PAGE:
Platform level[edit]

The platform level of the station contains four tracks and two island platforms; the northbound platform extends from 42nd to 44th Streets, while the southbound platform extends from 40th to 42nd Streets. The station's mezzanine extends four blocks from 40th to 44th Streets. [12]

Wall mosaics

Former lower level[edit]

In addition to the level currently in use, there was formerly a lower platform on the southbound side (one track underneath the downtown local track on the upper level, and one side platform underneath the island platform above). The lower level was built together with the upper level platforms in the late 1920s/early 1930s, but was not used until 1959 when the lower level platform opened. Even then, the lower level platform was only used for occasional service specials, including the Aqueduct Racetrack special fare trains from 1959 to 1981, and rush hour E trains in the 1970s.[13][14]

Theories differ on why the lower level platform was built. The platform could only be reached by trains running to or from Queens via 53rd Street (the current E service). Some commentators have speculated that this was meant to allow trains to hold Queens-bound trains at 42nd Street without slowing down service on the A and C trains.[14] Others have suggested that the lower level platform was built to prevent the IRT Flushing Line from being extended westward. The IRT company's 7 <7> trains terminated at nearby Times Square – 42nd Street, with the IND Eighth Avenue lower level platform located just beyond the tail tracks on the IRT platform.[12][14][15]

Film producers have used the lower level platform for several films, most notably Ghost (1990), starring Patrick Swayze and Demi Moore.[13][14]

In the late 2000s, the MTA began construction on a planned extension of the IRT Flushing Line to 34th Street, which would require demolishing the IND Eighth Avenue lower level platform.[14] As of January 2010, the lower level platform was being demolished as part of the Flushing Line extension.[16] Transit blogger Benjamin Kabak, who was invited to tour the Flushing Line extension and view construction progress, reported in February 2012 that the lower level platform had been "bisected" by the Flushing Line extension.[17] The tunnels slope down through where the old lower level platform was.[15]


Station layout[edit]

G Street Level Exit/ Entrance
B1 Upper Mezzanines Fare control, station agent, 42nd Street Shuttle platforms (Times Square), shops (Port Authority Bus Terminal)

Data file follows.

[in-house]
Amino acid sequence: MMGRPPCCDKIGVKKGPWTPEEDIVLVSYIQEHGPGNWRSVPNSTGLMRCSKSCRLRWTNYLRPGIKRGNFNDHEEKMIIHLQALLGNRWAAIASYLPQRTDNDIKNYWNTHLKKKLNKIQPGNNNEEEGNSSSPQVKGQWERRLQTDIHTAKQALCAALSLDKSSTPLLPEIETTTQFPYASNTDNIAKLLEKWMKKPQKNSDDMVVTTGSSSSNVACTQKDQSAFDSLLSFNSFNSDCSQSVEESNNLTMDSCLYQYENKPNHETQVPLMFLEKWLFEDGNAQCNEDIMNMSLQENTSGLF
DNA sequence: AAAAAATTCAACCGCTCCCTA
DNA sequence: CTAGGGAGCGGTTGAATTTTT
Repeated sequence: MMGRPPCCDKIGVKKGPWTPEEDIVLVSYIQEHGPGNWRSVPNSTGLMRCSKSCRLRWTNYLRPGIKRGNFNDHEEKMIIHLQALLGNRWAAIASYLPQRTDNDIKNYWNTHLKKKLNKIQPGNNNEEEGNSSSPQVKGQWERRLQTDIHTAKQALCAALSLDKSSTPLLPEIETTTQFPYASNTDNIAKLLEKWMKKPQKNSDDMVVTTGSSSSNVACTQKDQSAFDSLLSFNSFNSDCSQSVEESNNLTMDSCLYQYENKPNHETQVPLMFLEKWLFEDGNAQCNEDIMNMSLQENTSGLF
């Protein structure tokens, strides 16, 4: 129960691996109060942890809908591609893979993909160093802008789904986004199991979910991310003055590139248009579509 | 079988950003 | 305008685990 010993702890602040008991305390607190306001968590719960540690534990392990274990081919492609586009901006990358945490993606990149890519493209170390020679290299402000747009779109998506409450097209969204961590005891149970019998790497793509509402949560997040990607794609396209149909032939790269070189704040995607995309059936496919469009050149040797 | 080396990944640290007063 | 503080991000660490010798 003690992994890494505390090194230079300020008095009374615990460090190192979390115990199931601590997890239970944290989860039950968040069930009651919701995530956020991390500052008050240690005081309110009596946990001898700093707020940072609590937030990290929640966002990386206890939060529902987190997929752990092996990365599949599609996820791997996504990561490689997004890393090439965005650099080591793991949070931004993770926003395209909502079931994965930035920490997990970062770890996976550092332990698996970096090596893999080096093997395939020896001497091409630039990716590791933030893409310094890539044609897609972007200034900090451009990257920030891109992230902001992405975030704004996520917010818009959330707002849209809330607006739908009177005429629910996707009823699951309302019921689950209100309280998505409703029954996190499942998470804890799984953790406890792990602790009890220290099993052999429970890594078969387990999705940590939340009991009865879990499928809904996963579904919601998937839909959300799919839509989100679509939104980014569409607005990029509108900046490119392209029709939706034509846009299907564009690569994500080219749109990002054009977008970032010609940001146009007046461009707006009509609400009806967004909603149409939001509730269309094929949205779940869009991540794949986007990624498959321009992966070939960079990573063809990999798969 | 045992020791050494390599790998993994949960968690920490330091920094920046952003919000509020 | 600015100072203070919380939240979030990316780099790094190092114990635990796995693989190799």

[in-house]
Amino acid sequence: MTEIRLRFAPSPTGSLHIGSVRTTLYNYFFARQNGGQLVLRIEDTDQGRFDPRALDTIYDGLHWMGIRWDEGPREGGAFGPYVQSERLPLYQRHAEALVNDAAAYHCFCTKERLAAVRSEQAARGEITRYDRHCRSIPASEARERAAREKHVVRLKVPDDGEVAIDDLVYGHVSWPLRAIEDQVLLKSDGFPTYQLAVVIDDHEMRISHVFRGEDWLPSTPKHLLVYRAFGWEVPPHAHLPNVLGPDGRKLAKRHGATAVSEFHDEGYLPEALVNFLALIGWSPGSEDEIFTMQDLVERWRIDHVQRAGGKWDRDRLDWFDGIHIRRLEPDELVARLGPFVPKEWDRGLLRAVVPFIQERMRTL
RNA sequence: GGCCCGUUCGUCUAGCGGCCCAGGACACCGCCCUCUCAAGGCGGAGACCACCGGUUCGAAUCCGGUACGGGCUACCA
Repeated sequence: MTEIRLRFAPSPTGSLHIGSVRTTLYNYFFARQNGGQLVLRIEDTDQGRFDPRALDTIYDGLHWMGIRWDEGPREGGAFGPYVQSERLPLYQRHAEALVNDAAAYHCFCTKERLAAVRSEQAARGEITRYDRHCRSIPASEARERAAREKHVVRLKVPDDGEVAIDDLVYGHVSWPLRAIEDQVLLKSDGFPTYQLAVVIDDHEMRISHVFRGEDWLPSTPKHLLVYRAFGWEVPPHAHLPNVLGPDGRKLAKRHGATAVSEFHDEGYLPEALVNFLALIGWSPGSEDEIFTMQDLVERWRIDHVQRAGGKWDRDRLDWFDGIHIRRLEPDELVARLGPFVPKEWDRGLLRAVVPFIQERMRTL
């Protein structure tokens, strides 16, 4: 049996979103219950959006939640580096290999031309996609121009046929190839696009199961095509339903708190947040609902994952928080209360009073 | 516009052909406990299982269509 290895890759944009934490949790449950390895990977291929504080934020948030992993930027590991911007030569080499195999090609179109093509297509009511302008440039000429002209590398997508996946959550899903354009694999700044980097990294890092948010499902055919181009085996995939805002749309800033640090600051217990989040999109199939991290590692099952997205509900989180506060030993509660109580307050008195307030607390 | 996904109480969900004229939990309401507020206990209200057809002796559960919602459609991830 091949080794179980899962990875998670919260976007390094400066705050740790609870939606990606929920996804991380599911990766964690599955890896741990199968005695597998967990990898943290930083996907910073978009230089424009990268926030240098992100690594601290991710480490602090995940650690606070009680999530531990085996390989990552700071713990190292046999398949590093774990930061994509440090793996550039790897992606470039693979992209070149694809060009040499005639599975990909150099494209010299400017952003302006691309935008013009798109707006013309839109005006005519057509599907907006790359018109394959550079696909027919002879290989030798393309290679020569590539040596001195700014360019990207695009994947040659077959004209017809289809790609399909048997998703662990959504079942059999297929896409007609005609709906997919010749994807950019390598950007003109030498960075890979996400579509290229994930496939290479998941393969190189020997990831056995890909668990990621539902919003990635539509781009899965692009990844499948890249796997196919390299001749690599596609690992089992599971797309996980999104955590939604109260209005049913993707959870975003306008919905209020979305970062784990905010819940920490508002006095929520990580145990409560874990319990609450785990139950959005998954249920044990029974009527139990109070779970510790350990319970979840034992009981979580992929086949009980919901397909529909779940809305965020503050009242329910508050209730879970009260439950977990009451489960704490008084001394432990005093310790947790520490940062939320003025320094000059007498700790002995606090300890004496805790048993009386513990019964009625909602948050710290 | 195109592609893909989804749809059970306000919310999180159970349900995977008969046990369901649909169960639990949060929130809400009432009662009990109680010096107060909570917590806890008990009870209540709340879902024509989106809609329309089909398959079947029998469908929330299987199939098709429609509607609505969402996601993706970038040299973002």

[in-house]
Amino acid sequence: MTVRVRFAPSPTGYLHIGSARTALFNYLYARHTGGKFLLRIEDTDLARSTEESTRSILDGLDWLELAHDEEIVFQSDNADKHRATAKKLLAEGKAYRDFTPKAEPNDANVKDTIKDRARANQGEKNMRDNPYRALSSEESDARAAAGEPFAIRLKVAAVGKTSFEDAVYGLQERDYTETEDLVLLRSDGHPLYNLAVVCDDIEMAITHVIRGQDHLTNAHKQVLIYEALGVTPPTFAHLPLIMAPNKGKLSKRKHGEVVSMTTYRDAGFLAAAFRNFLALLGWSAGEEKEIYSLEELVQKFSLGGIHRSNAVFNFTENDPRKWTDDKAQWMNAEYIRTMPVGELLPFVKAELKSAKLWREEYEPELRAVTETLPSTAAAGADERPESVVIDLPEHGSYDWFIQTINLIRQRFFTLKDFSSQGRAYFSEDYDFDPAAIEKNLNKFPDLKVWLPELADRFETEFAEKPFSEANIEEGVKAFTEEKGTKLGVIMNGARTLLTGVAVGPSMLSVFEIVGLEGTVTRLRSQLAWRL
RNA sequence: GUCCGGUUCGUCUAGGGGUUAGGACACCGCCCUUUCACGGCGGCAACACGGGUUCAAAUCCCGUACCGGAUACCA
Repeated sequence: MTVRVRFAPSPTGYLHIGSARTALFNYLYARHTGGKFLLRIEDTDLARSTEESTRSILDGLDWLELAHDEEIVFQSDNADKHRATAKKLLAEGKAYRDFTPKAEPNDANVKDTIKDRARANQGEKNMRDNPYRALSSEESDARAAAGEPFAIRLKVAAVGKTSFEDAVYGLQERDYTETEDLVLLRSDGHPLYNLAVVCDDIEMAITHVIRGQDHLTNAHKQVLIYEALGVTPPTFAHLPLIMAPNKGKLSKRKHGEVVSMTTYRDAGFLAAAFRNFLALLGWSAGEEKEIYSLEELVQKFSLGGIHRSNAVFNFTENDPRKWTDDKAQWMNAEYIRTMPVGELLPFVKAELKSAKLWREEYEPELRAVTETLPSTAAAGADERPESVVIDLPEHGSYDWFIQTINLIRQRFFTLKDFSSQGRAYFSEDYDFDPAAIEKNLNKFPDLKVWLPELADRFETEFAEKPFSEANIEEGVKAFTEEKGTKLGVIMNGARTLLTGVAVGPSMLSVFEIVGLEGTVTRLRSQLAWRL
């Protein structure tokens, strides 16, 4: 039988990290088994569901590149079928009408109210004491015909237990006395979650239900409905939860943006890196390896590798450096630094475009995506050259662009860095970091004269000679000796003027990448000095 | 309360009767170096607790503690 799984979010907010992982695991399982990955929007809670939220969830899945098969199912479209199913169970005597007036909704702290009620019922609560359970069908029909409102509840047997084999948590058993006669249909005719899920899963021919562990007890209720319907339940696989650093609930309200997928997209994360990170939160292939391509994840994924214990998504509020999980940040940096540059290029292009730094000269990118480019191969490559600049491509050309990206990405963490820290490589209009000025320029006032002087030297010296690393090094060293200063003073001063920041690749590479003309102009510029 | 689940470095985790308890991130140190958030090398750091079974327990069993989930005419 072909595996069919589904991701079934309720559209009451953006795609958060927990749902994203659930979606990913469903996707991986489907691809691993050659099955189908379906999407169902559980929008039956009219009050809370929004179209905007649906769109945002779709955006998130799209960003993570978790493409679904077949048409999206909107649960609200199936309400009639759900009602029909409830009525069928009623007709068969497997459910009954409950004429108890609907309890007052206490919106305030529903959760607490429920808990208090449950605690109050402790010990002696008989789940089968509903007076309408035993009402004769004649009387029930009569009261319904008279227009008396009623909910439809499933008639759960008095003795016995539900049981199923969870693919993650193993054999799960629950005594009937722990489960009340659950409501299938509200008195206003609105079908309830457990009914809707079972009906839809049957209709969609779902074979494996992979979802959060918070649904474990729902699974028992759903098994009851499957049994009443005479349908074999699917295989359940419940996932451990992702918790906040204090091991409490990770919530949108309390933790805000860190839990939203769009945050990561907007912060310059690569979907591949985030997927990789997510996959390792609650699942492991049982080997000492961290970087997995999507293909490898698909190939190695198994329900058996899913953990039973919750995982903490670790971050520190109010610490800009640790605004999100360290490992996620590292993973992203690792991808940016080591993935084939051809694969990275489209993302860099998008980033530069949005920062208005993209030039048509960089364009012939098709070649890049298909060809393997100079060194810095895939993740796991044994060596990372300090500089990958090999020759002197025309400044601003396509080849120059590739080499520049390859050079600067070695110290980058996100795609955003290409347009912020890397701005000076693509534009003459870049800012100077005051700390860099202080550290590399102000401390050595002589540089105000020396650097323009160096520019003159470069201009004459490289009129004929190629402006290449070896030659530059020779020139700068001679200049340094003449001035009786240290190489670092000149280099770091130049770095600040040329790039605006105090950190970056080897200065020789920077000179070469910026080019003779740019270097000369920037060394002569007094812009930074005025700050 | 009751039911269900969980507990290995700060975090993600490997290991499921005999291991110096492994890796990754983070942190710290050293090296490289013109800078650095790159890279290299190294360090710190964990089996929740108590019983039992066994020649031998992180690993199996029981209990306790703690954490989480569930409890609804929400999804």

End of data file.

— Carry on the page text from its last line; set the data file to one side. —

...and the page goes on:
Handicapped/disabled access (Elevators located:
  • on the SE corner of Seventh Avenue and 42nd Street for NYCS 1 NYCS 2 NYCS 3 NYCS 7 NYCS 7d NYCS N NYCS Q NYCS R trains only.
  • inside north wing of bus terminal at Eighth Avenue between 41st Street and 42nd Street, near airport bus ticket office for NYCS A NYCS C NYCS E trains only.

Note: Passageway between IND platforms and rest of the complex is a steep grade)

Side platform, doors will open on the right
Track 4 42nd Street Shuttle toward Grand Central – 42nd Street all except nights (Terminus)
Track 3 42nd Street Shuttle toward Grand Central – 42nd Street all except nights (Terminus)
Side platform, doors will open on the left
Track 1 42nd Street Shuttle toward Grand Central – 42nd Street all except nights (Terminus)
Side platform, doors will open on the left
B2
Eighth
Avenue
Line
platforms
Southbound local NYCS C toward Euclid Avenue (NYCS A toward Far Rockaway late nights) (34th Street – Penn Station (Eighth))
NYCS E toward World Trade Center (34th Street – Penn Station (Eighth))
Island platform, doors will open on the left, right Handicapped/disabled access
Southbound express NYCS A toward Lefferts Boulevard or Far Rockaway (all except nights), or Rockaway Park (PM rush) (34th Street – Penn Station (Eighth))
Northbound express NYCS A toward 207th Street (59th Street – Columbus Circle)
Island platform, doors will open on the left, right Handicapped/disabled access
Northbound local NYCS C toward 168th Street (NYCS A toward 207th Street late nights) (50th Street (Eighth))
NYCS E toward Jamaica Center – Parsons/Archer (50th Street (Eighth))
B2
Broadway –
Seventh
Avenue
Line
platforms
Southbound local NYCS 1 toward South Ferry (NYCS 2 toward Brooklyn College late nights) (34th Street – Penn Station (Broadway – Seventh))
Island platform, doors will open on the left, right Handicapped/disabled access
Southbound express NYCS 2 toward Brooklyn College (34th Street – Penn Station (Broadway – Seventh))
NYCS 3 toward New Lots Avenue (all except nights) (34th Street – Penn Station (Broadway – Seventh))
NYCS 3 alighting passengers only (late nights)
Northbound express NYCS 2 toward Wakefield – 241st Street (72nd Street)
NYCS 3 toward Harlem – 148th Street (72nd Street)
Island platform, doors will open on the left, right Handicapped/disabled access
Northbound local NYCS 1 toward 242nd Street (NYCS 2 toward 241st Street late nights) (50th Street (Broadway – Seventh))
B2
Broadway
Line
platforms